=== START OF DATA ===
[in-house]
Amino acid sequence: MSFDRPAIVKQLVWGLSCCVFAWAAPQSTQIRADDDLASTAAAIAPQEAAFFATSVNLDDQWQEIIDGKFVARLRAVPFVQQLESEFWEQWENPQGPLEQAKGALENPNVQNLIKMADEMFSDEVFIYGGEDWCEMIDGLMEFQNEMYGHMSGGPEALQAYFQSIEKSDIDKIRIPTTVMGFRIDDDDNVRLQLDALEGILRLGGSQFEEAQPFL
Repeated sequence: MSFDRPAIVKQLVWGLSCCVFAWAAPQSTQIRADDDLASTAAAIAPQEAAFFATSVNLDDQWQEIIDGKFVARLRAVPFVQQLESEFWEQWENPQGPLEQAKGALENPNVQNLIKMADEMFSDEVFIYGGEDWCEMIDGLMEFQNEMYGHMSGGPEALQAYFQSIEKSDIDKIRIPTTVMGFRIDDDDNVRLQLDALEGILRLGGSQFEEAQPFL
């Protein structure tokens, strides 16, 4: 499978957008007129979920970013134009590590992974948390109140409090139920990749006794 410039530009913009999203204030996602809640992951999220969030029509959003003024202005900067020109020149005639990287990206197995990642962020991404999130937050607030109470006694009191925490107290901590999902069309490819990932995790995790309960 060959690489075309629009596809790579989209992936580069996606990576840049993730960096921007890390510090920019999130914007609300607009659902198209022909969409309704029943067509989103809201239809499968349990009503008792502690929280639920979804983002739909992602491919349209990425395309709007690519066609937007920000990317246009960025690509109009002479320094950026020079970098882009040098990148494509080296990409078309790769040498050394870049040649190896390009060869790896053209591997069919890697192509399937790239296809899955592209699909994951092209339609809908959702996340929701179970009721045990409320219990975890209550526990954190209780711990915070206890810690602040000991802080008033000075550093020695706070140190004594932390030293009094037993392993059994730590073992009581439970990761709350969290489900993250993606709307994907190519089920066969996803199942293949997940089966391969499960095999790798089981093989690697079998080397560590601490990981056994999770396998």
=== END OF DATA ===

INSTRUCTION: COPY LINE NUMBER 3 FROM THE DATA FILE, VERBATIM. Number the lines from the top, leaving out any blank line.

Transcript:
Repeated sequence: MSFDRPAIVKQLVWGLSCCVFAWAAPQSTQIRADDDLASTAAAIAPQEAAFFATSVNLDDQWQEIIDGKFVARLRAVPFVQQLESEFWEQWENPQGPLEQAKGALENPNVQNLIKMADEMFSDEVFIYGGEDWCEMIDGLMEFQNEMYGHMSGGPEALQAYFQSIEKSDIDKIRIPTTVMGFRIDDDDNVRLQLDALEGILRLGGSQFEEAQPFL